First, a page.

potentially transformational research
                                                        that will generate important discoveries
                                                                                                              Biology*                                66%
                                                        and new technology.
                                                                                                    Mathematics                                                     77%
                                                        Although NSF’s annual budget
                                                        represents less than 5 percent of the
                                                                                                    Computer Science                                                    86%
                                                        total federal budget for research and
            For more information:                       development, NSF provides nearly half      *Excludes the National Institutes of Health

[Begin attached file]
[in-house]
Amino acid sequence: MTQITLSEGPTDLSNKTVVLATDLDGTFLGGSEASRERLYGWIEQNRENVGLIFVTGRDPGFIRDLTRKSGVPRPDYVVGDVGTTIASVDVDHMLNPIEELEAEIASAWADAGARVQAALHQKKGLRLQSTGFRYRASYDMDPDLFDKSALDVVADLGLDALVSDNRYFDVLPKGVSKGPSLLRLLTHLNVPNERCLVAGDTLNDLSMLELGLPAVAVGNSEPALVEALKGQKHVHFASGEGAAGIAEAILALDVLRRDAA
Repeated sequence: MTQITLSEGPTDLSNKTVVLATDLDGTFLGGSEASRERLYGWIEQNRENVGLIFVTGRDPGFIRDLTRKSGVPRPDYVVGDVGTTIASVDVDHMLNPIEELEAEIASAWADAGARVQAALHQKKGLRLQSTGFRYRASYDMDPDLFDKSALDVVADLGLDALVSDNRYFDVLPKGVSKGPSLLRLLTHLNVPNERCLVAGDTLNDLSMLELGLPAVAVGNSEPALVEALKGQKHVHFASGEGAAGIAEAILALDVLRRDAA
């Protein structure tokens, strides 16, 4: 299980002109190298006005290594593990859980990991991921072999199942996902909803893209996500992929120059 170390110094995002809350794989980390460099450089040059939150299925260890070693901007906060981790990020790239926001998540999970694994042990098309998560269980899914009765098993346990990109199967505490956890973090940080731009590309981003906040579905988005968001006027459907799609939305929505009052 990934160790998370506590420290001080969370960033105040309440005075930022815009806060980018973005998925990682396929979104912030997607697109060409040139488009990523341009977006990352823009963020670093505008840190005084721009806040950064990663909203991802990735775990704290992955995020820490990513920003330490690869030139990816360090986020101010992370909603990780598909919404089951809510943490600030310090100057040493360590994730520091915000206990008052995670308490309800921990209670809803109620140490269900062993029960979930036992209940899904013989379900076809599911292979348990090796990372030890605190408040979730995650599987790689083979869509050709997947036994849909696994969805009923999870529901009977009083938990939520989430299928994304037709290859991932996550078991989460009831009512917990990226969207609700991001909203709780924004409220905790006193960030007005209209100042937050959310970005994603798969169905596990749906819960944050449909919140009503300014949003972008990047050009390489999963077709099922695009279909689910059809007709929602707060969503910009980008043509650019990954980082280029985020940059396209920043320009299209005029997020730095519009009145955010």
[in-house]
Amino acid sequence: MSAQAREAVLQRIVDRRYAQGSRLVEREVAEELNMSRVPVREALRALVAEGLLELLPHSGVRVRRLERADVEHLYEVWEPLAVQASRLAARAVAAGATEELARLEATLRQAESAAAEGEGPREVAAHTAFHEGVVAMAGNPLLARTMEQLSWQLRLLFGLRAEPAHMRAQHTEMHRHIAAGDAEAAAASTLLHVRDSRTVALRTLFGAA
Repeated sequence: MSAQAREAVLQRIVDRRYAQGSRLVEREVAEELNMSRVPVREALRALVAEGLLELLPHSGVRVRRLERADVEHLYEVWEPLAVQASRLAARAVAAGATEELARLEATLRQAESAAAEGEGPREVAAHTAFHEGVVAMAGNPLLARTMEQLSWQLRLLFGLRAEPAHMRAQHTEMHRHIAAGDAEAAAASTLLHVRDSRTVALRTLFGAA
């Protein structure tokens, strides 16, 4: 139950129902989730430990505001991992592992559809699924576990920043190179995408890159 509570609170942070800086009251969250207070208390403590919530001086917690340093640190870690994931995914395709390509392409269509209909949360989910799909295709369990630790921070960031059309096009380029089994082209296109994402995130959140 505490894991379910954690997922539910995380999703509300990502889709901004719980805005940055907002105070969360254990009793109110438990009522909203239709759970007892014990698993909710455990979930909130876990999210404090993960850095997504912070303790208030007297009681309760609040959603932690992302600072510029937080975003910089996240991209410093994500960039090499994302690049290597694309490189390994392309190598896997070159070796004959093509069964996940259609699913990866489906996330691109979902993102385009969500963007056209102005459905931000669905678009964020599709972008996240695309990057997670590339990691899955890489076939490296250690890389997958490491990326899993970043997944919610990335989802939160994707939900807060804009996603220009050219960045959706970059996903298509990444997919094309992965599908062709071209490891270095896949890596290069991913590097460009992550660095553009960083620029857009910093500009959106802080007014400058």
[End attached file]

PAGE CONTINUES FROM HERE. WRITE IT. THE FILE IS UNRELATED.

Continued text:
American Competitiveness                    of the federal support for non-medical
                                                                                                   Source: NSF Survey of Federal Funds for Research and Development
            Initiative                                  basic research at the nation’s colleges
            stateoftheunion/2006/aci                    and universities. In many fields,
            America COMPETES Act
                                                        including computer science, mathematics, environmental sciences, the social sciences, and
                      non-medical biology, NSF is the primary source of federal academic support.
            Nobel Laureates
                   Public Benefits of a Strong Science and Technology Enterprise
            NSF&from=news                               The results of U.S. investments in science and technology have long driven economic growth and
            Report to National Science Board            improved the quality of life for successive generations. Science and technology have generated
            on NSF’s Merit Review Process,              new knowledge and industries, created new jobs, provided new sources of energy, developed